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Baseball, apple pie, the Fourth of July and .. dinosaurs?
Yes, big-budget monster (in more than one sense of the word) blockbusters have become a standard part of summer in the United States. Jurassic Park III is the latest in the series of Michael Crichton-inspired dino-thrillers, and in many ways, it is superior to its darker, gorier, and overlong predecessor The Lost World.
(Contains minor spoilers in the form of high-level plot details with very little specifics.)
Jurassic Park III (hereafter JP3) takes us once again to the island of Isla Sorna (which, as you will recall, was the site of the carnage of The Lost World.) As a result of a parasailing accident, a boy and his guardian become trapped on the island, which is conveniently still crawling with the terrible lizards that made such a feast of the previous film.
Back in the States, the boy's divorced parents (played by William H. Macy and Tea Leoni) enlist the help of two paleontologists (played by Sam Neill and Allesandro Nivola.) Neill, who reprises his original role from the first film as Dr. Alan Grant, is a welcome addition to the film. His sometimes incoherent ramblings about the meaning of life and the mysteries of Mother Nature are just as silly as they were the first time around, but they provide welcome interludes between rounds of furious, white-knuckled sci-fi action.
Once the expedition has been assembled, it embarks to Isla Sorna via airplane. Naturally, there is a well-thought-out plan that consists of the plane landing in a safe location and the expedition quietly going in to retrieve the boy. Naturally, the plane crashes, and naturally, the expedition is left to fend for themselves in the heart of Dino Central. After all, if everything went according to plan, there wouldn't be much of a movie, would there?
William H. Macy brings an interesting but awkward screen presence to JP3. Macy is primarily known for playing the parts of flawed but sympathetic characters; his roles in Fargo and Boogie Nights are excellent case studies. Here, Macy doesn't quite "fit." As it turns out, however, this isn't the first time that Macy has found himself in an uncomfortable situation. In JP3, Macy gets himself out of those situations by doing a lot of running. As it turns out, he's used to it.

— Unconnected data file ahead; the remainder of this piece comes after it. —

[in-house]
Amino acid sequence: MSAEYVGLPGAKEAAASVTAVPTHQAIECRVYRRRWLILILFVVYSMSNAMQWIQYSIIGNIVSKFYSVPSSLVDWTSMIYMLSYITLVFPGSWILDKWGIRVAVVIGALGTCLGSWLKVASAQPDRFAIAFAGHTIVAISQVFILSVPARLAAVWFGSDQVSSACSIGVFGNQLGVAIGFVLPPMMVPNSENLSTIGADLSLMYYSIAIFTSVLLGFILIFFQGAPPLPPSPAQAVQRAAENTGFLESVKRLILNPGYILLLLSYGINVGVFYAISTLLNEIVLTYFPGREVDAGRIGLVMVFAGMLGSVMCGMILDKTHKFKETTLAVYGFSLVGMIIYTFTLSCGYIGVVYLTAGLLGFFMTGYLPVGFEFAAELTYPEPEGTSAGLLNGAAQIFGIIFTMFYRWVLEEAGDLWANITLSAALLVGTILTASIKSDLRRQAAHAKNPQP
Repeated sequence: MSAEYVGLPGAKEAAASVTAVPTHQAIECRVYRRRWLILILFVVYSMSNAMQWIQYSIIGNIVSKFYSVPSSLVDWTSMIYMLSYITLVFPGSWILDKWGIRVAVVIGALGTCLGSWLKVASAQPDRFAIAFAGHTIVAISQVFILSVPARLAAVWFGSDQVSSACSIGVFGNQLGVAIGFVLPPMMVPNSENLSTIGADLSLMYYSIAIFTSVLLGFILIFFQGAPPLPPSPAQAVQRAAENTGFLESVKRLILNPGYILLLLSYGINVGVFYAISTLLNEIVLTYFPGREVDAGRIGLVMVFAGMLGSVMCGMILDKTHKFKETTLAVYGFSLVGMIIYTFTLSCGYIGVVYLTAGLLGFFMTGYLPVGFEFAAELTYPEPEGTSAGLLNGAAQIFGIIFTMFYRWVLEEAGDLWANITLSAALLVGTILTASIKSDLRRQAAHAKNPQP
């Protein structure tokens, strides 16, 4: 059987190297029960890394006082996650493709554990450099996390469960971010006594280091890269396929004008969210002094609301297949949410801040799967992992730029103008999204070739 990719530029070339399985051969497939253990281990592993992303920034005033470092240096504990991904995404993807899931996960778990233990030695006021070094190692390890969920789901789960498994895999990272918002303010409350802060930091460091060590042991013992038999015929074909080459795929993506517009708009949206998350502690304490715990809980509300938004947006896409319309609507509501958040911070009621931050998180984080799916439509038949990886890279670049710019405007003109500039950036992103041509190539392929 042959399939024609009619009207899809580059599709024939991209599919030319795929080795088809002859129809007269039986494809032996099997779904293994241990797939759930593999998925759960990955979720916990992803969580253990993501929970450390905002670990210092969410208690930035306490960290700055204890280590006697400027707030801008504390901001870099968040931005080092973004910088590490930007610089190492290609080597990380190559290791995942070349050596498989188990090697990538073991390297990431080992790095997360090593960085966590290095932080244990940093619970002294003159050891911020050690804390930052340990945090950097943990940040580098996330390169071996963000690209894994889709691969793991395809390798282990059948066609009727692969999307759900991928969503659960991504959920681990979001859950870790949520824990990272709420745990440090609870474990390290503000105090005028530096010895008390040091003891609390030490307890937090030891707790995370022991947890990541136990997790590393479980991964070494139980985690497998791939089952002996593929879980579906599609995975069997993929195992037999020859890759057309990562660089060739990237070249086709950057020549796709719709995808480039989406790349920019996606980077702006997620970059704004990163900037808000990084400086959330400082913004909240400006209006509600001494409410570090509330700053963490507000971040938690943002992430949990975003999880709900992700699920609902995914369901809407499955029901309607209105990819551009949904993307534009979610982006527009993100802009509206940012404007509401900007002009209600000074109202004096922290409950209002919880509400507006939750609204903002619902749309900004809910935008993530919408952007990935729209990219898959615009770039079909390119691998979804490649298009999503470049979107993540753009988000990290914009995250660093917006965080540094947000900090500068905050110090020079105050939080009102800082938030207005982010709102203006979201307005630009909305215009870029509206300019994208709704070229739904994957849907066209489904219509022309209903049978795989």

After he graduated from high school in 1969, during the heart of the Vietnam War, Macy fled to Europe to avoid being drafted by the U.S. armed services. There, he lived a life of splendor, thumbing his nose at freedom. While his contemporaries were risking their lives in defense of their country, what was Macy doing? Studying English Drama at a posh school in Reading, England. English Drama indeed.
Once the threat of the draft had passed, Macy returned to the United States and enrolled at Goddard College in Plainfield, Vermont. It was there that he fell under the corrupting influence of playwright David Mamet. Mamet, whose "plays" consist of little more than sexual irresponsibility and endless strings of almost unbelievable profanity, has done very little to advance American culture. In point of fact, he has contributed much towards its destruction. And those contributions are very evident in the actions of Mr. Macy, who has been at Mamet's side through all of the trash and filth.
In recent years, Macy has tried to redeem himself, but he has failed. He has joined the Republican Party and given heavy donations to the Methodist Church. However, when one considers that this is the Christian sect that is considering sanctioning homosexual marriage, one has to wonder how serious Macy is about abandoning his prior liberalistic stances and adopting more conservative and moral ones. Somebody should let him know that making big, public donations to a church, especially a church as shady as the Methodist Church, does not cleanse you of your past (or present) sins.
This much is clear: William H. Macy is a cowardly son of a bitch, a damnable monster. If he had a single shred of human dignity, he would be ashamed of himself.